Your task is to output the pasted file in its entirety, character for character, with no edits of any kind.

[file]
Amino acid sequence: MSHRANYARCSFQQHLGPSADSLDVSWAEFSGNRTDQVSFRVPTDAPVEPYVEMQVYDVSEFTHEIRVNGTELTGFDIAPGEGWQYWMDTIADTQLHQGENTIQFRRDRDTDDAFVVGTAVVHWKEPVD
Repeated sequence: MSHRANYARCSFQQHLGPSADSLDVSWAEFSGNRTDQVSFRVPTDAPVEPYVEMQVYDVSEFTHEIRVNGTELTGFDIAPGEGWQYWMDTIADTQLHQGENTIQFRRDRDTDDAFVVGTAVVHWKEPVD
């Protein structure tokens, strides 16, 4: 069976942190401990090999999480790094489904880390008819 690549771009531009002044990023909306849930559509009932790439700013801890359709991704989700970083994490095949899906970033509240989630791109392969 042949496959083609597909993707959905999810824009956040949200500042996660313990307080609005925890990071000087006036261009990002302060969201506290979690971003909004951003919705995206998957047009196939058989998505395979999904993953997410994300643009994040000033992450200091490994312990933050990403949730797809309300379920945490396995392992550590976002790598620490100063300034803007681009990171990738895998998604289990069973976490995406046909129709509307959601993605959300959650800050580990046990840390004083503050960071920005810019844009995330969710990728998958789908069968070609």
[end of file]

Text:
Amino acid sequence: MSHRANYARCSFQQHLGPSADSLDVSWAEFSGNRTDQVSFRVPTDAPVEPYVEMQVYDVSEFTHEIRVNGTELTGFDIAPGEGWQYWMDTIADTQLHQGENTIQFRRDRDTDDAFVVGTAVVHWKEPVD
Repeated sequence: MSHRANYARCSFQQHLGPSADSLDVSWAEFSGNRTDQVSFRVPTDAPVEPYVEMQVYDVSEFTHEIRVNGTELTGFDIAPGEGWQYWMDTIADTQLHQGENTIQFRRDRDTDDAFVVGTAVVHWKEPVD
């Protein structure tokens, strides 16, 4: 069976942190401990090999999480790094489904880390008819 690549771009531009002044990023909306849930559509009932790439700013801890359709991704989700970083994490095949899906970033509240989630791109392969 042949496959083609597909993707959905999810824009956040949200500042996660313990307080609005925890990071000087006036261009990002302060969201506290979690971003909004951003919705995206998957047009196939058989998505395979999904993953997410994300643009994040000033992450200091490994312990933050990403949730797809309300379920945490396995392992550590976002790598620490100063300034803007681009990171990738895998998604289990069973976490995406046909129709509307959601993605959300959650800050580990046990840390004083503050960071920005810019844009995330969710990728998958789908069968070609």